Thursday, 5 September 2013

First Swiss jet disaster left its mark fiftly years ago

Fifty years ago, a Swissair plane flying from Zurich to Rome crashed shortly after take-off, killing all 80 people on board - more than half of them residents of one Swiss village. It was the first major jet disaster in Swiss aviation history.

Flight SR306 took off from Zurich Airport in thick fog shortly after six a.m. on September 4, 1963. Only four minutes later, as the plane – a French-built Caravelle - reached its cruising altitude, people on the ground noticed a trail of smoke coming from the left side of the aircraft. Shortly afterwards a long flame appeared on the left wing.

Several minutes later the plane began to descend from 2,700 metres, turning slowly before quickly losing altitude. It then went into a steep dive. Only nine minutes after taking off the jet crashed on the outskirts of the village of Dürrenäsch, 35 kilometres from Zurich airport.

The probable cause of the accident was a fire resulting from the overheating of the brakes during the taxiing phase.

The brakes overheated after the pilots applied full engine power during taxiing on the runway in dense fog. This caused wheels to burst. When the landing gear was retracted after take-off, hydraulic lines were damaged.

Spilt hydraulic fluid then caught fire when it came into contact with the overheated landing gear. The fire damaged the gear bay, then spread to the wing. Finally, the aircraft became impossible to control, leading to the crash.

The crash had some severe effects for a small village in the Canton of Zürich. 43 people from Humlikon boarded the plane to visit a farm test site near Geneva. Among these were:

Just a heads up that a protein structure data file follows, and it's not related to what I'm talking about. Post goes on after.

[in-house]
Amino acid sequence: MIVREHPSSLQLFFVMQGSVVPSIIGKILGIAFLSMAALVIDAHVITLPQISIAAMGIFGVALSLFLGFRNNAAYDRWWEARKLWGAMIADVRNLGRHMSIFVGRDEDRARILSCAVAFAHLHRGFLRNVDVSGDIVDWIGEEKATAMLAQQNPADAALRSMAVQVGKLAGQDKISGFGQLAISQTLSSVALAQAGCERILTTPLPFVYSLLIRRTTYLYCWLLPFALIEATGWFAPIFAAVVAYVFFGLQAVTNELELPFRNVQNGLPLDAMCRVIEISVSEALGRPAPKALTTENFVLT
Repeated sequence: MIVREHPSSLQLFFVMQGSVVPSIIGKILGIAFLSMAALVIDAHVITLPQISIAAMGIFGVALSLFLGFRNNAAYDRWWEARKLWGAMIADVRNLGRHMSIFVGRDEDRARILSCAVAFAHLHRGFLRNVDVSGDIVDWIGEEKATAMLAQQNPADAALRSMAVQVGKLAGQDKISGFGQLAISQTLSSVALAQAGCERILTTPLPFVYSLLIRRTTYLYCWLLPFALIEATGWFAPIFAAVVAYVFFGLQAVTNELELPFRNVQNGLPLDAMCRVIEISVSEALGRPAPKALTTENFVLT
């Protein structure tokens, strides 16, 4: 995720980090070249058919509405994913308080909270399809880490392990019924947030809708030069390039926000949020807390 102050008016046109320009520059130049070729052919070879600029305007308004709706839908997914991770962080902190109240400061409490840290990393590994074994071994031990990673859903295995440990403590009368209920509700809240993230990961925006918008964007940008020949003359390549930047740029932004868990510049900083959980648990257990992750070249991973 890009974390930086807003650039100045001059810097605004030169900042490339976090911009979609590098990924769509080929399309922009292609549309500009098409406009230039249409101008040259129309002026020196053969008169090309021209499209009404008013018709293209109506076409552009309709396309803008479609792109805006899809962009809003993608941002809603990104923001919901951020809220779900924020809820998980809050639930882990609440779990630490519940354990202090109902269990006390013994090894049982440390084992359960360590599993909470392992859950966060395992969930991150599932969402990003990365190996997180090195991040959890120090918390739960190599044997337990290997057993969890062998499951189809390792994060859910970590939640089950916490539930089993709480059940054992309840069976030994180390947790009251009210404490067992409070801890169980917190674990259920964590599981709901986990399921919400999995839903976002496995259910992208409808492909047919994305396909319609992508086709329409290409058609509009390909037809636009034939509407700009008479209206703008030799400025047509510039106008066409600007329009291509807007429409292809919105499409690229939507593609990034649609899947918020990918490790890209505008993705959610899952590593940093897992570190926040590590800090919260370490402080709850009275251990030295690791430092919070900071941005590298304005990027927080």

19 married couples (who had a total of 39 children aged between 3½ and 24 years that were orphaned).
1 mother of 3 minors
1 father of 2 minors
1 father of 2 adults
2 single men.

The village lost one fifth of its population of 217 in the crash. The entire local council, the people who took care of the schools, and the post office clerk perished. Most orphans were looked after at home by relatives. Six children had to move, all but one of whom went to live with relatives nearby. Just over a month after the crash, a new council was elected by the remaining 52 people entitled to vote.

A further problem was the upkeep of the local farms, but people from the nearby villages helped. Apprentices came from local firms, students, firemen, soldiers, boy scouts, railroad workers and policemen, as well as volunteer school children. People also came from abroad to help. 600 tons of potatoes was harvested manually. Corn was threshed and the new crop seeds were sown in time.

Thursday 5 September 2013


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